Every penny spent on the Kings is going to be worth it

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CLIVE SMITH: What on earth does gay pride have to do with the National Trust?

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It’s a blight on the theatre-going experience that is not often commented on in polite society.

But thanks to the period when many of the country’s most beautiful theatres were built, their toilet facilities are often found wanting when judged by modern standards.

And it is a problem that is far from exclusively ours in Portsmouth – from the many theatres in the West End to our own Kings here in Southsea, come the interval at any packed show and there will often be lengthy queues to use the toilets.

One often wonders what any tourists in town to enjoy a show must make of such out-of-date facilities.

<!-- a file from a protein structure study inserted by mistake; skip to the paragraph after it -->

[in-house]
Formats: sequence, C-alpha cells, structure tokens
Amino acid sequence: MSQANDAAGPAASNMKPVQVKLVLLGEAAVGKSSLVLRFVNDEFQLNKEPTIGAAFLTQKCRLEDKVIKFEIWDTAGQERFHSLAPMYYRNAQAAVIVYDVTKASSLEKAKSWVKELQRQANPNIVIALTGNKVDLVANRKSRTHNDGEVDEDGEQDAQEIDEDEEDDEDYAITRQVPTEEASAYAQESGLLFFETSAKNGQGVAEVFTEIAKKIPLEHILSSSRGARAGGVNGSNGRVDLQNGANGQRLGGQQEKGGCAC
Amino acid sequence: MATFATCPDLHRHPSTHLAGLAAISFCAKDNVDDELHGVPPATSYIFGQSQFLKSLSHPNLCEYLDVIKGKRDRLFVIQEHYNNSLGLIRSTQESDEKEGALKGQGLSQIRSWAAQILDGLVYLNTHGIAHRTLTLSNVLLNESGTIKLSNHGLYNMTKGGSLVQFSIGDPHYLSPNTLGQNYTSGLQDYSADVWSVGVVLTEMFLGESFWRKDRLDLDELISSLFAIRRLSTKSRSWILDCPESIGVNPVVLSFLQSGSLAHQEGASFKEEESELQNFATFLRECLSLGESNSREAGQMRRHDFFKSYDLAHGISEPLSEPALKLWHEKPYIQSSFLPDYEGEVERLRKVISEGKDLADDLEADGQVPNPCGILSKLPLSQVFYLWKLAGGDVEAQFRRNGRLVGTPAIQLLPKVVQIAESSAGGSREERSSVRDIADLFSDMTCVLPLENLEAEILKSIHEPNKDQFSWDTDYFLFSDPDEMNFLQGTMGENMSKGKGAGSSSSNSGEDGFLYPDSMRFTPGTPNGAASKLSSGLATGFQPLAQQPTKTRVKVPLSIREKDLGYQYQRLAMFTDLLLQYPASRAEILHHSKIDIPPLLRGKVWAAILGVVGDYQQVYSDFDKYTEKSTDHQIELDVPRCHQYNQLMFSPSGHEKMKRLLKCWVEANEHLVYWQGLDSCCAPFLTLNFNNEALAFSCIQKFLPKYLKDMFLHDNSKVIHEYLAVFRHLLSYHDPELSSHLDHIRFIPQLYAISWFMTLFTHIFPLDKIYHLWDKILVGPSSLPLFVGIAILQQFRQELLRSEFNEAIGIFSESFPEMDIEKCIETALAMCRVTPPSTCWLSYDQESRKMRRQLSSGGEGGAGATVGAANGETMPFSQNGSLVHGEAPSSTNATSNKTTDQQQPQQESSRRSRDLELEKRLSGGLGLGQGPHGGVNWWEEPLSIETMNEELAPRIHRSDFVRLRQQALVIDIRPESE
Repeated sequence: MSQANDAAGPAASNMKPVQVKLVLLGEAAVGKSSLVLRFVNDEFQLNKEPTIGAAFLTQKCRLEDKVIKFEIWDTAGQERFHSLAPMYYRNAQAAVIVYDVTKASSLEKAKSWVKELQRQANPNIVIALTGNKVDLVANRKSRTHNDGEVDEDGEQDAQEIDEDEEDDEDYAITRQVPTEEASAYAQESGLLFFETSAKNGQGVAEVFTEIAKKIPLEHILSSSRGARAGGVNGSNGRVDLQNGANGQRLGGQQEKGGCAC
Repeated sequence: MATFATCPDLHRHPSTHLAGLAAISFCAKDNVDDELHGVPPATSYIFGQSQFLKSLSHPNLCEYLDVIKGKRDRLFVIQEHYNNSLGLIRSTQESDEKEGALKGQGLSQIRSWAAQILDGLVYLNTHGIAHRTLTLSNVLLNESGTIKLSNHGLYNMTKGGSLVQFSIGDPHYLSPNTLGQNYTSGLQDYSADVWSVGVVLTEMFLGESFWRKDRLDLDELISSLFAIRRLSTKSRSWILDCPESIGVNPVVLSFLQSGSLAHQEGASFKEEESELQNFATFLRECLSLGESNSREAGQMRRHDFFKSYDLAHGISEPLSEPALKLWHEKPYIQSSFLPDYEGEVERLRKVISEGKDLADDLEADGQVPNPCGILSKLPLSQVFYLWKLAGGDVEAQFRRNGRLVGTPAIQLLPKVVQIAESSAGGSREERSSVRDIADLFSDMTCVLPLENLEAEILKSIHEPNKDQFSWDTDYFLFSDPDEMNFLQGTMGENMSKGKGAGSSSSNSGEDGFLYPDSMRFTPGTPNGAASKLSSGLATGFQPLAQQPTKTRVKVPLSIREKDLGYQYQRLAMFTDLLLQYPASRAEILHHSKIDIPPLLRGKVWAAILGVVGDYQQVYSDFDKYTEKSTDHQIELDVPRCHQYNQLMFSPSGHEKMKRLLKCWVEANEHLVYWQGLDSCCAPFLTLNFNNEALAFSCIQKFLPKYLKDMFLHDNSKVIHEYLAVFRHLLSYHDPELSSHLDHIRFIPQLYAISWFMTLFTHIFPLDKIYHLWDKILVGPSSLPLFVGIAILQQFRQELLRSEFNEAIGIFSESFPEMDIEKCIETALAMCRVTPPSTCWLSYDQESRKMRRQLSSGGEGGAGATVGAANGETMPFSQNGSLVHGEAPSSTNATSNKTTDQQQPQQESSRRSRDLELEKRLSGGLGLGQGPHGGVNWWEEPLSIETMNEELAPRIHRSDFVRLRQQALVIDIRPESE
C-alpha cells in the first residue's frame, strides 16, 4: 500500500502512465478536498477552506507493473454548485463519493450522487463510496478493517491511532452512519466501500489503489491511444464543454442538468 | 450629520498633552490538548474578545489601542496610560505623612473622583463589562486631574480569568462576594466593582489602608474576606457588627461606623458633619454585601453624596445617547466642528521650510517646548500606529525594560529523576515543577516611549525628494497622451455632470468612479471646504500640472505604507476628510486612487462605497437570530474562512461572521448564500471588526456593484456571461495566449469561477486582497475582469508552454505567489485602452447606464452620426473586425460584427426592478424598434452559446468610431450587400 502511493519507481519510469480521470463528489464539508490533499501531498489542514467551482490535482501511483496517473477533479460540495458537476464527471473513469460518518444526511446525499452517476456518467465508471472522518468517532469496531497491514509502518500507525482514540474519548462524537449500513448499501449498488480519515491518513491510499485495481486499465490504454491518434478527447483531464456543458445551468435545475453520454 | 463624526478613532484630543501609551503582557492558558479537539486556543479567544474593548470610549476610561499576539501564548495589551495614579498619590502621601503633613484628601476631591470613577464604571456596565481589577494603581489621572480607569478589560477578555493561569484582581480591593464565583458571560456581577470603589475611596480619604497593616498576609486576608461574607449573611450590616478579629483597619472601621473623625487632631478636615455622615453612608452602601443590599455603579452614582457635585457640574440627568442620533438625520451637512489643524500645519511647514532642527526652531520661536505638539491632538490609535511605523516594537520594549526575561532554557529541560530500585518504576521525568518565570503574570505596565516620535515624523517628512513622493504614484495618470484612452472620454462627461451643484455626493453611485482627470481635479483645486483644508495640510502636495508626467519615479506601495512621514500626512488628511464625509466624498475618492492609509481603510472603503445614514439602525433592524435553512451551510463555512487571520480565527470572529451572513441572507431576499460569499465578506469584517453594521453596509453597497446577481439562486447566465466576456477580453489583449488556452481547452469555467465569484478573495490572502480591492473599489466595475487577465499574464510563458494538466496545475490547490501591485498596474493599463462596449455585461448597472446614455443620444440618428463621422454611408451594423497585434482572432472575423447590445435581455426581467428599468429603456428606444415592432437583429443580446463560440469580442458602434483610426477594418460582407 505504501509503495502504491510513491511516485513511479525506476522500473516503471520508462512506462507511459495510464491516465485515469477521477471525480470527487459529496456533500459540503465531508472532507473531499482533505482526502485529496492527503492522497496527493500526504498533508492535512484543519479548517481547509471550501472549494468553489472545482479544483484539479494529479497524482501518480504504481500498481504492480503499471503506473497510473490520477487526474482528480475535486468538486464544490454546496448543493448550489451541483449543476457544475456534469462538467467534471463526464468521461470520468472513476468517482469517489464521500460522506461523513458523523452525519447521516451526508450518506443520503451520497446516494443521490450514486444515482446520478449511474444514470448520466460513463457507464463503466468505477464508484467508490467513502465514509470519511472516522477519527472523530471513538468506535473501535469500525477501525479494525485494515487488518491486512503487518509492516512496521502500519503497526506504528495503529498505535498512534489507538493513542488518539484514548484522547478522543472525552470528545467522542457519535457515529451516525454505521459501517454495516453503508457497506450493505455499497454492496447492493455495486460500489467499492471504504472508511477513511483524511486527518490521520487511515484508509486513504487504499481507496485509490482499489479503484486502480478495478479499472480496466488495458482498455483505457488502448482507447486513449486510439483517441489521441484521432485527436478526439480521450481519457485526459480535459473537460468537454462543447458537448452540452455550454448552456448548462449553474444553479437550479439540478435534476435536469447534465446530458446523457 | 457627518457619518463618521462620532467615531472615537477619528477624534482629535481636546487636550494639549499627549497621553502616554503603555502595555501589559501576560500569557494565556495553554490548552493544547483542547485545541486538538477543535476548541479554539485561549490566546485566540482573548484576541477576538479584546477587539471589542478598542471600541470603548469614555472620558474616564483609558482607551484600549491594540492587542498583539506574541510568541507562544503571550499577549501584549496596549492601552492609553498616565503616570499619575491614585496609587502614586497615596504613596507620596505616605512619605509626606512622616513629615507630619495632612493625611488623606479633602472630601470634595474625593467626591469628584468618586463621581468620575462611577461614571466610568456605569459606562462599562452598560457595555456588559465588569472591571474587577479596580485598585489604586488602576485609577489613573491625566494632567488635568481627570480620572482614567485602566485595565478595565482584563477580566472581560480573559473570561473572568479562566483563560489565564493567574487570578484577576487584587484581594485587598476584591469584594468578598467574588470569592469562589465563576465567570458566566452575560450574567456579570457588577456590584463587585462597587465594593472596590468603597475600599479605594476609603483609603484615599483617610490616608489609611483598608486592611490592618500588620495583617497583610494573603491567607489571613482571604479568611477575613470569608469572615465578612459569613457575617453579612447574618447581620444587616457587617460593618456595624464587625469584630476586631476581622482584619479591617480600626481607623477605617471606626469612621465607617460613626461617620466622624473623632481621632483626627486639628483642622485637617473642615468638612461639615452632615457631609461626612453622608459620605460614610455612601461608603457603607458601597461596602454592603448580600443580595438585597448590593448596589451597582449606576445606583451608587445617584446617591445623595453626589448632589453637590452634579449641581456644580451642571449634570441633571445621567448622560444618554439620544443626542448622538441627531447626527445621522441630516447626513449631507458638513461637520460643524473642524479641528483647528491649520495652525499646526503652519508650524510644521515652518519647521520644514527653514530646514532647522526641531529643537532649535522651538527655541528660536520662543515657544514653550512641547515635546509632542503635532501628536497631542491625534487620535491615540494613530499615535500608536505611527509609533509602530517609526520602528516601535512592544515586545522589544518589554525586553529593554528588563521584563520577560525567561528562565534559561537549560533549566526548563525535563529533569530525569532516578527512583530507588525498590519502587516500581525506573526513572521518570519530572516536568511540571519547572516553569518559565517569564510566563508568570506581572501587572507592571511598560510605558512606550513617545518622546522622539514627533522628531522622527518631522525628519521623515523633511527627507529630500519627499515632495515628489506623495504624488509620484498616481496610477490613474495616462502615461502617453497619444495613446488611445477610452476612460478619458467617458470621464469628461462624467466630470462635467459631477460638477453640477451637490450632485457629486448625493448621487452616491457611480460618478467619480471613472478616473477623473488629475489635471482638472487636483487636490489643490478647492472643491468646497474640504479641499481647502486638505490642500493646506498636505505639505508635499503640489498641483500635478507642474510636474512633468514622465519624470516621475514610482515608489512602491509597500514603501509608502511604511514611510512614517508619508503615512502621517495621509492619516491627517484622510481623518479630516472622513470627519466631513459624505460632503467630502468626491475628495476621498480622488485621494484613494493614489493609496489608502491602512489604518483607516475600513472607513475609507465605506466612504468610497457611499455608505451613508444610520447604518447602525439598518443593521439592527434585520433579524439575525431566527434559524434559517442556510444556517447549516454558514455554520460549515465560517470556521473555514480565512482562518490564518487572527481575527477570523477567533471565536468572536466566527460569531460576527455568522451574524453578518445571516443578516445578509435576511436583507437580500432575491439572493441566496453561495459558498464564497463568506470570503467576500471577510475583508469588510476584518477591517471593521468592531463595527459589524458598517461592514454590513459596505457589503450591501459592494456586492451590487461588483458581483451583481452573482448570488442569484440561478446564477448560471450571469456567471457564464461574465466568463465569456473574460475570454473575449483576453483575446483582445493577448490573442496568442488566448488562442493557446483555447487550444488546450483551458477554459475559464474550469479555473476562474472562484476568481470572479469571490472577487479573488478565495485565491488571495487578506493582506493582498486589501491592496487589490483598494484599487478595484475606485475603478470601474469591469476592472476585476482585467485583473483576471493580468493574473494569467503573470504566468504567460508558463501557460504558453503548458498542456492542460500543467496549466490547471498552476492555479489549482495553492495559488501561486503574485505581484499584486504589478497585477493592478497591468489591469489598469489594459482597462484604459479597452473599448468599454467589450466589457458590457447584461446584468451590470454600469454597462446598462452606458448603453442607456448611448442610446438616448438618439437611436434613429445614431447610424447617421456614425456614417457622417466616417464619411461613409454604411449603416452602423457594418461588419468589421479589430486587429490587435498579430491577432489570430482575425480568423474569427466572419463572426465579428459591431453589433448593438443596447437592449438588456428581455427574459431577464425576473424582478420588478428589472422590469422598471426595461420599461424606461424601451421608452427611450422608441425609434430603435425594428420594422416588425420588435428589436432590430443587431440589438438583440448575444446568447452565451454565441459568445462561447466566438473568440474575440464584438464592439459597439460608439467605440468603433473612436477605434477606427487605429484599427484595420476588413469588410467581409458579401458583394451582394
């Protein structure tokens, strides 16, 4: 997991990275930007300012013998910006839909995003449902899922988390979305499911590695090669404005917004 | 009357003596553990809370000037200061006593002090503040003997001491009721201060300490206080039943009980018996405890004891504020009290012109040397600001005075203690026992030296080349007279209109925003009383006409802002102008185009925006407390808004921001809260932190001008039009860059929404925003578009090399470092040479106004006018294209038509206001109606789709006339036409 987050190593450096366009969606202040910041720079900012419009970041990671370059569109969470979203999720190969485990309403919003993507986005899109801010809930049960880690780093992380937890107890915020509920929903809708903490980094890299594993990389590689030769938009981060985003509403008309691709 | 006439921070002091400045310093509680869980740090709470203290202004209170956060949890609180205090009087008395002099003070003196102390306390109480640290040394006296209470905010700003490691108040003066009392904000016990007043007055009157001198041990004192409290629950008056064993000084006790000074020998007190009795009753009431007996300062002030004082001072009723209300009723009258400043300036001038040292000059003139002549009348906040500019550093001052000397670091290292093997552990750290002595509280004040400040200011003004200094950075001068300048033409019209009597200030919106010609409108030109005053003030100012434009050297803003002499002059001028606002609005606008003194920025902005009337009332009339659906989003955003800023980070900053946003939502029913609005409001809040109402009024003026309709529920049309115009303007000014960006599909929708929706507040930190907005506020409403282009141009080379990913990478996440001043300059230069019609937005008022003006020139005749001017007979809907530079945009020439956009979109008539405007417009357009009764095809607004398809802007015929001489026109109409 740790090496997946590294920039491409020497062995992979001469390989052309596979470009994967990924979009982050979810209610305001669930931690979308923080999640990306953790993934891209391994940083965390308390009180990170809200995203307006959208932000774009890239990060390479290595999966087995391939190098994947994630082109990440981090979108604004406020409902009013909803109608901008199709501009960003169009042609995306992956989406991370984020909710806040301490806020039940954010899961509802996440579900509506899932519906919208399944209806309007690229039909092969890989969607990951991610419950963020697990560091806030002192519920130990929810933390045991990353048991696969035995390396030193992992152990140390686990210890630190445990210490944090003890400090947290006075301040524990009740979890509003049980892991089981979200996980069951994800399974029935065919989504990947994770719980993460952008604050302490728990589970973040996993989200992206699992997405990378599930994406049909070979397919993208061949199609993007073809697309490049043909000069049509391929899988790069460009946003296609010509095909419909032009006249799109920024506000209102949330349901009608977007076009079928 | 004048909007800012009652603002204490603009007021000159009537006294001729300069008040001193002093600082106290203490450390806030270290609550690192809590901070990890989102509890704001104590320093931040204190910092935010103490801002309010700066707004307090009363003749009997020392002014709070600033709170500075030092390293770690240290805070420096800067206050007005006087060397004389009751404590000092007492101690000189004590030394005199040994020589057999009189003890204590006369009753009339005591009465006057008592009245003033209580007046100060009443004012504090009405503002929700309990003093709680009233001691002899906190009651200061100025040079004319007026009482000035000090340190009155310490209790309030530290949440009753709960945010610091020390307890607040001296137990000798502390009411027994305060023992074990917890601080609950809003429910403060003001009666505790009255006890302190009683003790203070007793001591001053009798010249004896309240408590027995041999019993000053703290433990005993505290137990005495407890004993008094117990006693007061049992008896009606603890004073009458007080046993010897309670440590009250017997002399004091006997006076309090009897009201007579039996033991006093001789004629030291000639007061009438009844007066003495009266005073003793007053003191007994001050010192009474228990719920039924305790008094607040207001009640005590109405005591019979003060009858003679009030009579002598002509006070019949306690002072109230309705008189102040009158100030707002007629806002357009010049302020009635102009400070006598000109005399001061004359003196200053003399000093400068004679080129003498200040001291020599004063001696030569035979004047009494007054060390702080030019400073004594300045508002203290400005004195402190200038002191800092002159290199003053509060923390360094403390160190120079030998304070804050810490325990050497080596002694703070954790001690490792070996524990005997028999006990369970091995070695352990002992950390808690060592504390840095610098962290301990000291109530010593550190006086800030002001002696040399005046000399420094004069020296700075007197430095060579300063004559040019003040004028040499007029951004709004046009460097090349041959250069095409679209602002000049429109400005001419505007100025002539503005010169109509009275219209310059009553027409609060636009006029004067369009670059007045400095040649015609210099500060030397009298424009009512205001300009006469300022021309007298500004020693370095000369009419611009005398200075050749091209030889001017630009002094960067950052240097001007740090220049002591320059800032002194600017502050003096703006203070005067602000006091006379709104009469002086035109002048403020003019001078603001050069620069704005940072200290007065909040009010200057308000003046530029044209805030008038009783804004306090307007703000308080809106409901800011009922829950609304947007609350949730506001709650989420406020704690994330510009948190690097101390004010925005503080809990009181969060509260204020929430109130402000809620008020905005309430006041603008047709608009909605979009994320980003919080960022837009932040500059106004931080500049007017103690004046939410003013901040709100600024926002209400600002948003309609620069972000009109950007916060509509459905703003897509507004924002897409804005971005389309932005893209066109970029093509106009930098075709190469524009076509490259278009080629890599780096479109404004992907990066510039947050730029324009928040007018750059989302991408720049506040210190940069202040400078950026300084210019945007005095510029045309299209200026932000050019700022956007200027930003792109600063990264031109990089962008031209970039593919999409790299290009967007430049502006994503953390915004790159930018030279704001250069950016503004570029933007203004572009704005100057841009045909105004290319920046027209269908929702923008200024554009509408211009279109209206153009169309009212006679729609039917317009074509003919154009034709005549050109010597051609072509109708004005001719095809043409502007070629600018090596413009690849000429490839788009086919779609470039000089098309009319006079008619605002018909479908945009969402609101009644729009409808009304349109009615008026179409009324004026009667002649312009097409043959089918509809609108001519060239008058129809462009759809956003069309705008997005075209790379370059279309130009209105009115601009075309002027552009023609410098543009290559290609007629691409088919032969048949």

The problem is generally worse for women’s facilities, and any poor souls with bladder problems, well, good luck to them.

We don’t seek to make light of people with a medical issue – it can be embarrassing and humiliating for sufferers.

As staff at the Kings acknowledge, given the subject matter, this one is a tough sell to the public. But as they also point out, it’s the subject that crops up more frequently than any other in feedback from their audiences.

The Big Project will seek to improve many aspects of the grade II-listed building in coming years, but few will have such an immediate impact on audiences.

The Kings is one of the jewels in the city’s crown, but there are elements of it that need improving, and the trust that runs the theatre knows this.

Its Big Project, the £13m scheme to make it fit for the 21st century, is going to be a massive undertaking. It is a reality of running a 110-year-old theatre that upkeep is going to be expensive.

However, we believe every penny spent to keep the old beauty running – and keeping up with modern times – is worth it.